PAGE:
Limerick's 2018 Primary Science Fair will be biggest in country

Maria Flannery


Maria Flannery

Limerick's 2018 Primary Science Fair will be biggest in country

JC Cusipag, Westbury, and Grace Marcus, Corbally, from Scoil Íde, Corbally, testing how microgravity affects plant growth as part of their project. Picture: Oisin McHugh/True Media

THE Limerick leg of the 2018 RDS Primary Science Fairs will be the biggest one in the country, hosting more schools than Dublin or Belfast when it takes off this January.

Nationally, almost 7,500 primary school pupils will participate across the three cities, with more than 3,000 of those flocking to Mary Immaculate College for the project exhibition.

Next January will also see the greatest number of schools from Limerick city and county — 36 — taking part to date.

“It is vitally important that we invest in the foundations of our future economy,” said Pat Daly, Director of Economic Development at Limerick City and County Council.

“The knowledge economy is already very important for the Mid-West region, providing jobs and business opportunities. While we don’t know what the jobs of 2030 or 2040 will be, we do know that many of them will be built upon STEM skills and expertise. Because of this, it has been very encouraging to see the Limerick schools’ participation increase annually at the RDS Primary Science Fair,” added Mr Daly.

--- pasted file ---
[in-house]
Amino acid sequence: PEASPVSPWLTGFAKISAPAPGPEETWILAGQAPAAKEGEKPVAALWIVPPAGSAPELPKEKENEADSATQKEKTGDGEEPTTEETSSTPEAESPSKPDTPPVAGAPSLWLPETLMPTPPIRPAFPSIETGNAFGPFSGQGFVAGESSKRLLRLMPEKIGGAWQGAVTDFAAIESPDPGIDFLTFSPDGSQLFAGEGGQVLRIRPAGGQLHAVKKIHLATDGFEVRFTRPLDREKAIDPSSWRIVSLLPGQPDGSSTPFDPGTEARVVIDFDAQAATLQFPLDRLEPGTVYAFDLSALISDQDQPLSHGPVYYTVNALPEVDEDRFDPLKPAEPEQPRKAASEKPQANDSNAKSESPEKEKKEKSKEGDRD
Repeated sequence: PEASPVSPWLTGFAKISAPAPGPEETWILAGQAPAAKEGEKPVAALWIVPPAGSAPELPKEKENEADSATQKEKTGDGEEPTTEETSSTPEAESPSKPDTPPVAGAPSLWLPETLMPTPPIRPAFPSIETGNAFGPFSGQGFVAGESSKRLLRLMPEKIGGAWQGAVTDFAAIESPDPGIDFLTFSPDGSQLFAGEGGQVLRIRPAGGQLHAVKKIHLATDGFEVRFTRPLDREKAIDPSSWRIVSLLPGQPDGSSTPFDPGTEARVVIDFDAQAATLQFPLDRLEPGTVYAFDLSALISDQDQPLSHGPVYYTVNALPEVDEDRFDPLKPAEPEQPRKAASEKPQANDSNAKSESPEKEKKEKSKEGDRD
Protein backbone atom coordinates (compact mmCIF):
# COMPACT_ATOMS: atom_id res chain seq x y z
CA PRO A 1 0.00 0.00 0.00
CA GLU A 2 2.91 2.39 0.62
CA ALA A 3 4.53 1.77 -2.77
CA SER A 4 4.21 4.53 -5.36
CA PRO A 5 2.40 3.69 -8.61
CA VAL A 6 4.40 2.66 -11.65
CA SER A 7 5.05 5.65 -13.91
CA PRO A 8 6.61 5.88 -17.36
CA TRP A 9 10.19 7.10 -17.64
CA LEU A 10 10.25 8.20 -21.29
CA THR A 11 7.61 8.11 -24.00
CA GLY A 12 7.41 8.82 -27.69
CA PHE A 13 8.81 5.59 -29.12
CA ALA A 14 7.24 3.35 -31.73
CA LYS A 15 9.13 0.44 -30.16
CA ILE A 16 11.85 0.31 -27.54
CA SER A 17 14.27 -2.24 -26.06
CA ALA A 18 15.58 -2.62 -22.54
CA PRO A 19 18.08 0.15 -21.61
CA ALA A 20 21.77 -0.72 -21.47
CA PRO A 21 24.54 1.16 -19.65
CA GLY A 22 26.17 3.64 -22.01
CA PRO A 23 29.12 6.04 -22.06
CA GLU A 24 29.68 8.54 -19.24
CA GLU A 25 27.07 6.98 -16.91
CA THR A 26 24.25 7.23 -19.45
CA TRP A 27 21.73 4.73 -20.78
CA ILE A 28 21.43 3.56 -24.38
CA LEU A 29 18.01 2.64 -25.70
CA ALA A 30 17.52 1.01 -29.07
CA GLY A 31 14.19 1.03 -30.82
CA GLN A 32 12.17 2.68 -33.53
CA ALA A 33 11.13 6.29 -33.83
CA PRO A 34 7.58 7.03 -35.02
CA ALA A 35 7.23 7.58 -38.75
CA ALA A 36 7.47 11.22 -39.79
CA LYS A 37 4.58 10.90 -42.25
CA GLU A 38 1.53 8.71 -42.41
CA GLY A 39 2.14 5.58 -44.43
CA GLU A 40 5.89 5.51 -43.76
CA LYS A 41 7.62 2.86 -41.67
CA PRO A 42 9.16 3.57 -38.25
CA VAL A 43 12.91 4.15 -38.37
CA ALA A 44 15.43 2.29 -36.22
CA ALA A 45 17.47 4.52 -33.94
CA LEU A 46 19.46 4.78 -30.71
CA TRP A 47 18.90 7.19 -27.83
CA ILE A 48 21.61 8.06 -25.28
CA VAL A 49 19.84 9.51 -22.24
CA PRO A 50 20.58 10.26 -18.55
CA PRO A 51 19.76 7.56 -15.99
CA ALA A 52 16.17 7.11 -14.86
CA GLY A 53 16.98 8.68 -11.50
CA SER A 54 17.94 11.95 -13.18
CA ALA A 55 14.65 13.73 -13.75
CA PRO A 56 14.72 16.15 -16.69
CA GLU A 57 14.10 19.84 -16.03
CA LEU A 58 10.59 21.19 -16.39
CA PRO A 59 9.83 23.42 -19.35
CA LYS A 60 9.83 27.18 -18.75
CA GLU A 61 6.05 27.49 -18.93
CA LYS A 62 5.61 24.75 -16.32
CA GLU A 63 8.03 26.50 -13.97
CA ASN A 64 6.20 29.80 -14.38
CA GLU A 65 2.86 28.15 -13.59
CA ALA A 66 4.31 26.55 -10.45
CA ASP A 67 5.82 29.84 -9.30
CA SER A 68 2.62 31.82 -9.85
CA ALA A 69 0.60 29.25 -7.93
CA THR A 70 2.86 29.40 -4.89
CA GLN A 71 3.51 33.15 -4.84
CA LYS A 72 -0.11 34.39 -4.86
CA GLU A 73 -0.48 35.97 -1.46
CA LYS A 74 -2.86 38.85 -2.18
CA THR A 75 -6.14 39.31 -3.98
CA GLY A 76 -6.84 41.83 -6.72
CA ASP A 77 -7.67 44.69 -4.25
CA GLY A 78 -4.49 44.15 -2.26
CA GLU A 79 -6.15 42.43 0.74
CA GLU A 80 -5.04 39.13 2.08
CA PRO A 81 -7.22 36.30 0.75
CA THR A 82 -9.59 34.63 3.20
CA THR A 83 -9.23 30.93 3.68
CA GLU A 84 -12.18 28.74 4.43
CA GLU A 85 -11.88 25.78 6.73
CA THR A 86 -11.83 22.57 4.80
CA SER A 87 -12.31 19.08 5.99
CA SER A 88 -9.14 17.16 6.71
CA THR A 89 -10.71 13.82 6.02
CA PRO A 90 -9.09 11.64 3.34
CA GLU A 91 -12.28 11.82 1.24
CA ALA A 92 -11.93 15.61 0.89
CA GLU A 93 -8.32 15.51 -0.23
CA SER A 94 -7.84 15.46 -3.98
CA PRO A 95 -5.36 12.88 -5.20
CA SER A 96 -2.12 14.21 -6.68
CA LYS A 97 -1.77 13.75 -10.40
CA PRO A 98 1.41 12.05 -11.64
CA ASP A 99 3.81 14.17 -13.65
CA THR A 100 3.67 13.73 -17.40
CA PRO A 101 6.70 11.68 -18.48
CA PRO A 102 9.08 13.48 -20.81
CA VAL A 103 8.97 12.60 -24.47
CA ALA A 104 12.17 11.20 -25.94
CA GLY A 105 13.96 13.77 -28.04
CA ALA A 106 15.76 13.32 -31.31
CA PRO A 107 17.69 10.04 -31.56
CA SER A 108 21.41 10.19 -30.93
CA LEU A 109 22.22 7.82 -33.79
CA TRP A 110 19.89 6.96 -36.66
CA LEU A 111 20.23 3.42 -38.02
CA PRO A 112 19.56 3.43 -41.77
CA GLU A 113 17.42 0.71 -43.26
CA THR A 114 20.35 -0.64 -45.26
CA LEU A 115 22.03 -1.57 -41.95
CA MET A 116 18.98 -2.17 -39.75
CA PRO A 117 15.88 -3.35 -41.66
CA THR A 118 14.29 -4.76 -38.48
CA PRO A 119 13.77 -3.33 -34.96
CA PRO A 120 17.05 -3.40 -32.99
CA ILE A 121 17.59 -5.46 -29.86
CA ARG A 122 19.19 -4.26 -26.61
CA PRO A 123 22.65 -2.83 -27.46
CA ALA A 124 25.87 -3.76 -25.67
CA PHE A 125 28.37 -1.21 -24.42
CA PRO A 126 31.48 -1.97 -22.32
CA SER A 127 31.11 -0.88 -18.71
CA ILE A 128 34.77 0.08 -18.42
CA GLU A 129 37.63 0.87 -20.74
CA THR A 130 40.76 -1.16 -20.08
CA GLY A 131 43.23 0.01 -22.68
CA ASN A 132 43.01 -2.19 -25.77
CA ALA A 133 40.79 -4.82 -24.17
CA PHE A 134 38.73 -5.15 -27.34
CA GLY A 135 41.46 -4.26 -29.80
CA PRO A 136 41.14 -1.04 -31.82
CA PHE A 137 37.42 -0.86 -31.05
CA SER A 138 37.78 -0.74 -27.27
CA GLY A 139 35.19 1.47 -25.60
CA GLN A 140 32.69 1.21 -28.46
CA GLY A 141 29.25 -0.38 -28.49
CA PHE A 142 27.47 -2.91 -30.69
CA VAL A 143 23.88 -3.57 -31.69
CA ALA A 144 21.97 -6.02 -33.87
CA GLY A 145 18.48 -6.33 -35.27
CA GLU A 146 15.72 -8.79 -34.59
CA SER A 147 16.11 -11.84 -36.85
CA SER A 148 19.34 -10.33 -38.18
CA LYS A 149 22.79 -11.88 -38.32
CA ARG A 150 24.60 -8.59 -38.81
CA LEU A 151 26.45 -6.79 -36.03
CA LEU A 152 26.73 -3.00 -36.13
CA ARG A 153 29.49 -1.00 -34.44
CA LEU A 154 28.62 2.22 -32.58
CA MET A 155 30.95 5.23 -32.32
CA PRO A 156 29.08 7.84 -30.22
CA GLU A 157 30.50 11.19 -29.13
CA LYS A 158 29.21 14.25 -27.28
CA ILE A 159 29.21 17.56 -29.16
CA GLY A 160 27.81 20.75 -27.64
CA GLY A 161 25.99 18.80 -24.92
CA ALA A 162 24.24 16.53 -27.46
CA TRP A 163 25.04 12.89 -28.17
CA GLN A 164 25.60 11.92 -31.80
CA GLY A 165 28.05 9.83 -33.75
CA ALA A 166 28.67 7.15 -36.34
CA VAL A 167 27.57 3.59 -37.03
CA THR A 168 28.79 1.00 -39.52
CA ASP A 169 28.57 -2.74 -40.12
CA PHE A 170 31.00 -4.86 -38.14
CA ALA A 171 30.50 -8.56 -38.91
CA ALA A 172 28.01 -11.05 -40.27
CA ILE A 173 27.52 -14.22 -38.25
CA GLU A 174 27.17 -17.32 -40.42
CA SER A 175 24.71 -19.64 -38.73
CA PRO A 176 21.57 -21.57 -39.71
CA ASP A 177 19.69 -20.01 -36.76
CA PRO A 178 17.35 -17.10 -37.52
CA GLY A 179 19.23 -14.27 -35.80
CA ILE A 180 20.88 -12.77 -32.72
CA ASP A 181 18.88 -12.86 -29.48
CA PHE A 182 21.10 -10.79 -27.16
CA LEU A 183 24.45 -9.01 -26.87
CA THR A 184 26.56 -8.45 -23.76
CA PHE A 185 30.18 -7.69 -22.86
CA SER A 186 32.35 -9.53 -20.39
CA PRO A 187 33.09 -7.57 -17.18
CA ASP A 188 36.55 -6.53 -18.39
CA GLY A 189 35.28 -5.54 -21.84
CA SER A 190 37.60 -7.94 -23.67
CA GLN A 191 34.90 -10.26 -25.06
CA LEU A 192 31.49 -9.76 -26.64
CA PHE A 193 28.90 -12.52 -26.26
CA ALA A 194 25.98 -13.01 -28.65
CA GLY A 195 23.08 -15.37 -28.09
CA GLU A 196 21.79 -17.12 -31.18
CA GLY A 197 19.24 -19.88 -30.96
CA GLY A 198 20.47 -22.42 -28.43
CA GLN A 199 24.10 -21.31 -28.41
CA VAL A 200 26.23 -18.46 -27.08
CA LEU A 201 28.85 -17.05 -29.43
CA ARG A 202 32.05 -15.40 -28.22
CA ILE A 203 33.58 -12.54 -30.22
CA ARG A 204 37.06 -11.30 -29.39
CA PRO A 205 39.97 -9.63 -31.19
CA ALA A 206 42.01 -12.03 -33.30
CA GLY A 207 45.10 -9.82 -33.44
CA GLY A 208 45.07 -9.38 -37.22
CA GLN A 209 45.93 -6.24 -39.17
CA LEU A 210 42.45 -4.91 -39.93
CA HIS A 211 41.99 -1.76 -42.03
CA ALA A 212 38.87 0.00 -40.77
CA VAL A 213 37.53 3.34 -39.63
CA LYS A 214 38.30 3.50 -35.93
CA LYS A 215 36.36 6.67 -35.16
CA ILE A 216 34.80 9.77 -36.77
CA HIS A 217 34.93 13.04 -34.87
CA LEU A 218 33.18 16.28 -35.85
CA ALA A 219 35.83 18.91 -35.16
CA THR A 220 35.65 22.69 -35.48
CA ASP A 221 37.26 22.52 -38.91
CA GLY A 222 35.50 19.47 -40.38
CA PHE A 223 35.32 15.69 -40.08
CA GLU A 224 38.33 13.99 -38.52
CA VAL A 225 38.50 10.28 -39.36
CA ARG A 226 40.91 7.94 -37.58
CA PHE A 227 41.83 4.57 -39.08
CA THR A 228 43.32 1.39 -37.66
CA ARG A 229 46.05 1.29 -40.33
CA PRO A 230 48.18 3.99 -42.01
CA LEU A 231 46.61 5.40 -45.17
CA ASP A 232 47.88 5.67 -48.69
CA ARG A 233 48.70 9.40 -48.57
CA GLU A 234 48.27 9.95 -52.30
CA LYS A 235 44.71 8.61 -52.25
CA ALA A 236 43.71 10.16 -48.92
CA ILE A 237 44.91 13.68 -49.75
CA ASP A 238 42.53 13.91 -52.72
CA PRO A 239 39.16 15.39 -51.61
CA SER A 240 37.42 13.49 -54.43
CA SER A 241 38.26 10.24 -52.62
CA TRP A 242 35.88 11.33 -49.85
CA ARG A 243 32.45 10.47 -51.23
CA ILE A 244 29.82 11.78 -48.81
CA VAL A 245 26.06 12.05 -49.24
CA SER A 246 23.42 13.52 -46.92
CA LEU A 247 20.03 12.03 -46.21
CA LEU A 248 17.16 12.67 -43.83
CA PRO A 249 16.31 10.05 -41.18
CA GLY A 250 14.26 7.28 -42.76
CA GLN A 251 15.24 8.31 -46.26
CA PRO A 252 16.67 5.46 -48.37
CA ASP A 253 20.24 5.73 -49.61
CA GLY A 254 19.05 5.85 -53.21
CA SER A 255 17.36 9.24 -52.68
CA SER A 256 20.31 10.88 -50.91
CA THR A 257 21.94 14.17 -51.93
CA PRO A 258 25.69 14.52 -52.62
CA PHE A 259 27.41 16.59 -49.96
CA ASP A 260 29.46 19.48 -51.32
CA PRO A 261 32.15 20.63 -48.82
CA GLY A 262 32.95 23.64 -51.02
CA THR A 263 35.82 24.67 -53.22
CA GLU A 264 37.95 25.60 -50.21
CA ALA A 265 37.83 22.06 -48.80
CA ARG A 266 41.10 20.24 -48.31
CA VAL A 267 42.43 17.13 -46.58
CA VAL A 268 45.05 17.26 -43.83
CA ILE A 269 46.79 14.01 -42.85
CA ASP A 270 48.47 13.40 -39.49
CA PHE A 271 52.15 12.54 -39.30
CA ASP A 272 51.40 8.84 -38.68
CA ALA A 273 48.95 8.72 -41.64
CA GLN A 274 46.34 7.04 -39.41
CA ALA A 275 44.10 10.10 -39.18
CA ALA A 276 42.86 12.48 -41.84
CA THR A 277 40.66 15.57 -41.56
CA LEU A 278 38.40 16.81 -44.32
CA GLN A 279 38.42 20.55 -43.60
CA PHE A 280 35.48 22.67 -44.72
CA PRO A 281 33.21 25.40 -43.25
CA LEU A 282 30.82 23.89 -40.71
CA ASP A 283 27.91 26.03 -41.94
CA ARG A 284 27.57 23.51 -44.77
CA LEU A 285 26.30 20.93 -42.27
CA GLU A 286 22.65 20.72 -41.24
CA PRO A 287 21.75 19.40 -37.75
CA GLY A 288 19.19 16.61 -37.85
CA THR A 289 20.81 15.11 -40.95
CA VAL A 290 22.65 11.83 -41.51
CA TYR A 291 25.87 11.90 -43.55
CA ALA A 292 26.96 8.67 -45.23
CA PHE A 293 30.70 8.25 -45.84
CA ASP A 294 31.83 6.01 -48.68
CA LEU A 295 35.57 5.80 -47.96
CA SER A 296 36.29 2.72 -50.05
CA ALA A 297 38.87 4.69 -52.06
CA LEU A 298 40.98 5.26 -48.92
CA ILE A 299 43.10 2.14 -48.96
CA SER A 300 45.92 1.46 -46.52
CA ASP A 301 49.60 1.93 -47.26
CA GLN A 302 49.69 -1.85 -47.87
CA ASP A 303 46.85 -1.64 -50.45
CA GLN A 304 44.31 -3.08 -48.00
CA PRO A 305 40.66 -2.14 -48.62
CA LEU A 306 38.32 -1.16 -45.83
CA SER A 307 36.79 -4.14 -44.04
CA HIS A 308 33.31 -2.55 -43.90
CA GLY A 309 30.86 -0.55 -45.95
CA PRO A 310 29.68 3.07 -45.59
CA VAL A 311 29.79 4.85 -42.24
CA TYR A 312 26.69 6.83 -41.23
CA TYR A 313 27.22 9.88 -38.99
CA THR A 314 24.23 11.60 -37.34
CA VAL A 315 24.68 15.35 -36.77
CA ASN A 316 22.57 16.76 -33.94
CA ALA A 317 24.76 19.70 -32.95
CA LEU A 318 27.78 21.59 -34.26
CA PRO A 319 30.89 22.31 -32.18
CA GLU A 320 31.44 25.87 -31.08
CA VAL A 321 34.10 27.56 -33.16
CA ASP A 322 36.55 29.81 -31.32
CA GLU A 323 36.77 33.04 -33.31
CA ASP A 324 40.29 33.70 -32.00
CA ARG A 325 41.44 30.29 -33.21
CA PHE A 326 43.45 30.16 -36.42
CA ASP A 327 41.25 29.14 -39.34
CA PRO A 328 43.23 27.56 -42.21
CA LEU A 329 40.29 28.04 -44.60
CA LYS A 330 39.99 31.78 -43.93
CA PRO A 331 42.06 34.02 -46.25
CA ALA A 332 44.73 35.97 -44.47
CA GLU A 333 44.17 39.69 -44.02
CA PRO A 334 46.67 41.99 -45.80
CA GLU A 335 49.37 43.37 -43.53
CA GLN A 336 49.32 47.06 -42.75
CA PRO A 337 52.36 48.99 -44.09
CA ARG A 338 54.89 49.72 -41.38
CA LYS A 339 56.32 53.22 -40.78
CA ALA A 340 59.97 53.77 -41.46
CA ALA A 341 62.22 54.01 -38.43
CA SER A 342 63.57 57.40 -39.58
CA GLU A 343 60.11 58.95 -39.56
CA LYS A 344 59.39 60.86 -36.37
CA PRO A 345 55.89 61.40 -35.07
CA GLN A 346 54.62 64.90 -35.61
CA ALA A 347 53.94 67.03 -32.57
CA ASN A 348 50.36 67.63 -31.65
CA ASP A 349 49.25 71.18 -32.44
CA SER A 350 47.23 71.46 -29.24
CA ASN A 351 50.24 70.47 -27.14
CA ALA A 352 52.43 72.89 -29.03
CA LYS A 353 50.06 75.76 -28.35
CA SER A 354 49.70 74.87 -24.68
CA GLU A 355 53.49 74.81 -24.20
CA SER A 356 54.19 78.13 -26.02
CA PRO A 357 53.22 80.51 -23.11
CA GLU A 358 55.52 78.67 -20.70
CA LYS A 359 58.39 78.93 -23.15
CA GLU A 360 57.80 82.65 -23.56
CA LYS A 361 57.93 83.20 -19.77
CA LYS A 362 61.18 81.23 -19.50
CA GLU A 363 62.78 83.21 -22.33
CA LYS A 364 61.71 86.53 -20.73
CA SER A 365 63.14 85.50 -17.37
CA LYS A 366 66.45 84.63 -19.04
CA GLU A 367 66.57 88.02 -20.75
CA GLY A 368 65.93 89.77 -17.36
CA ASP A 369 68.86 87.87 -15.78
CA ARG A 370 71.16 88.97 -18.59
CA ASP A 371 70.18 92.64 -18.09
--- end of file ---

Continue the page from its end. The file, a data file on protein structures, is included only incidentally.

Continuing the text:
The RDS Primary Science Fair encourages primary school teachers to focus on developing students’ core scientific skills by investigating a question or problem by ‘working scientifically’ and ‘designing and making’ as per the primary science curriculum.

Creativity and curiosity are vital to each project, with titles this year such as: ‘Can we get balloons to lift us off the ground?’ ‘Why do onions make us cry?’ ‘What science is inside my pencil case?’ and ‘Can energy be transferred using lollipop sticks?’

The fair is internationally unique in its methodology and pedagogy, and has been independently cited as a potential global benchmark for similar initiatives.

International studies have also demonstrated correlation between primary school science engagement and later academic science achievement.

Speaking at the launch, Michael Duffy, chief executive of the RDS said: “Last month the Department of Education and Skills set ambitious targets to make Ireland a world leader in STEM (Science, Technology, Engineering and Maths).

“Keeping young students open to and engaged with science is vital for the outcome of these targets. The investigations that the students complete as part of the RDS Primary Science Fair help transform their natural curiosity into scientific inquiry. Feedback shows that participants’ science and maths skills improve, as does their confidence, teamwork and social skills,” added Mr Duffy.

From Thursday, January 18 to Saturday, January 20, the fair is open to the public and has a host of science-themed entertainment for the whole family. Admission is €4 per child and €8 for each accompanying adult, with a family ticket for four for €18 – and discounted rates for school visits.

See for details on the entertainment programme, opening hours and other information.